These top LGBT books, covering fiction and nonfiction, brush on topics relevant to all walks of life: identity, morality, social justice, and self-acceptance. Prepare to come face to face with how far our society has come—and how far we have yet to go.
Topic: Family life and relationships
Consenting Adult, by Laura Z. Hobson
Same-sex marriage is legal in 37 states in 2015, but in the closeted climate of the 1960s, Hobson’s tale of a mother struggling to understand and accept her son’s homosexuality pushed the conversation forward.
The Lord Won’t Mind, by Gordon Merrick
Entering college in the late 1930s, Charlie just has to find a nice girl, get married, and have a few kids. Instead, he meets Peter Martin, who is everything that Charlie has ever wanted, and Charlie is forced to choose between two options: complying with the expectations of society and family, or following the call of true love. A timeless read, this classic gay love story spent 16 weeks on the New York Times bestseller list more than 40 years ago.
The Charioteer, by Mary Renault
Set in World War II England, the love triangle connects a wounded soldier torn between his love for a younger conscientious objector and an older, experienced schoolmate. This novel has been called one of the foundation stones of gay literary fiction, ranking alongside James Baldwin’s Giovanni’s Room and Gore Vidal’s The City and the Pillar.
Topic: Bullying and hate crimes
The Drowning of Stephan Jones, Bette Greene
We wish stories of homophobia had no basis in truth, but this senseless act of violence was based on real events. Though it’s been decades since the book was written, this profoundly moving story continues to force the reader to confront the ill effects of bullying, hate crimes, and groupthink.
Shine, by Lauren Myracle
Sixteen-year-old Cat’s best friend is victimized by a hate crime, and she wants to find out who committed it. This is a haunting mystery that turns a small Southern town on its head and illustrates the difficulty of defying your community to seek what’s right.
Topic: Memoirs and personal discovery
Becoming a Man, by Paul Monette
At the core of this memoir is a classic coming-of-age story. Monette grew up all-American, Catholic, smart, successful … and afraid to be who he really was — gay. It was the 1950s and being a homosexual was not in the least bit acceptable. Monette kept his secret throughout his adolescence for fear of ridicule and rejection. His journey to adulthood and to self-acceptance is filled with grace and honesty. It’s an intimate portrait of a young man’s struggle with his own desires that is witty, humorous, and deeply moving.
A Boy’s Own Story, by Edmund White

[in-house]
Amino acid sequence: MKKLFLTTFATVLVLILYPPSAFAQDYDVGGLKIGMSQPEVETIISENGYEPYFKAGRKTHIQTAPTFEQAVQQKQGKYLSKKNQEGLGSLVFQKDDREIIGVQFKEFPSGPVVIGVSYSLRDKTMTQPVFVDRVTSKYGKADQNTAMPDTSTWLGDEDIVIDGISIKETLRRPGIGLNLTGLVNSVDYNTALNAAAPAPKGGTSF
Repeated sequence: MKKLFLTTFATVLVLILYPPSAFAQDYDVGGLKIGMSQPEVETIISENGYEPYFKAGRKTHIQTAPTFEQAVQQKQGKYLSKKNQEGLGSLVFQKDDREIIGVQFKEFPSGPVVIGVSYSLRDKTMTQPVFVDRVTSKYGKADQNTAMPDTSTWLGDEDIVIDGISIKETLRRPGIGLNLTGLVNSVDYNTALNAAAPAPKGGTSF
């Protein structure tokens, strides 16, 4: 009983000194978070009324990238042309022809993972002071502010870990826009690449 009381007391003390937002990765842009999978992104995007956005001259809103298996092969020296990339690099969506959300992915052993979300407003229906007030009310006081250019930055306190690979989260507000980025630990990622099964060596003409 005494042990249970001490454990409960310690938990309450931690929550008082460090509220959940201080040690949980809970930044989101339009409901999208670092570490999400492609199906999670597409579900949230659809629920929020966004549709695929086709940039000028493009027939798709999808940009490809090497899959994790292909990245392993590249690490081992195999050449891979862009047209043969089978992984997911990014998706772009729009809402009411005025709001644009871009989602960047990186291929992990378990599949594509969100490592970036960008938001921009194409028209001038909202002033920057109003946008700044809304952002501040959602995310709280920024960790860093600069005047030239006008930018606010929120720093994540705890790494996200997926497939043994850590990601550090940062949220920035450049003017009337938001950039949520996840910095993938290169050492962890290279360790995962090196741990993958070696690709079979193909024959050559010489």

Critically lauded upon its initial publication in 1982 for its pioneering depiction of homosexuality, A Boy’s Own Story is a moving tale about coming-of-age in midcentury America. With searing clarity and unabashed wit, Edmund White’s unnamed protagonist yearns for what he knows to be shameful. Looking back on his experiences, the narrator notes, “I see now that what I wanted was to be loved by men and to love them back but not to be a homosexual.” This trailblazing autobiographical story of one boy’s youth is a moving, tender, and heartbreaking portrait of what it means to grow up.
Topic: Women’s perspectives
Desert of the Heart, by Jane Rule
Rule’s first novel — now a classic of gay and lesbian literature — established her as a foremost writer of the vagaries and yearnings of the female heart. This is a novel that dares to ask whether love between two women can last. (It also has one of our favorite opening lines: “Conventions, like clichés, have a way of surviving their own usefulness. They are then excused or defended as the idioms of living.”)
Loving Her, by Ann Allen Shockley
This is a groundbreaking novel of two very different women, one black and one white, and a love threatened by prejudice, rage, and violence. A struggling African American musician, Renay is married to a violent, abusive alcoholic. While performing at an upscale supper club, she meets Terry Bluvard. Beautiful, wealthy, and white, Terry awakens feelings that the talented black pianist never realized she possessed—and before long, Renay moves into Terry’s world of luxury and privilege. Yet the storm clouds of her previous life still threaten, and Terry’s love alone may not be enough to protect Renay.
Beyond the Pale, by Elana Dykewomon
Set in Russia and New York during the early 20th century, Beyond the Pale follows the lives of two women born in a Russian-Jewish settlement who immigrate to New York’s Lower East Side. Touching on the hallmarks of the Progressive Era—the Women’s Trade Union League, the Triangle Shirtwaist Factory Fire of 1911, anarchist and socialist movements, women’s suffrage, anti-Semitism—Dykewomon’s Beyond the Pale is a richly detailed and moving story, offering a glimpse into a world that is often overlooked.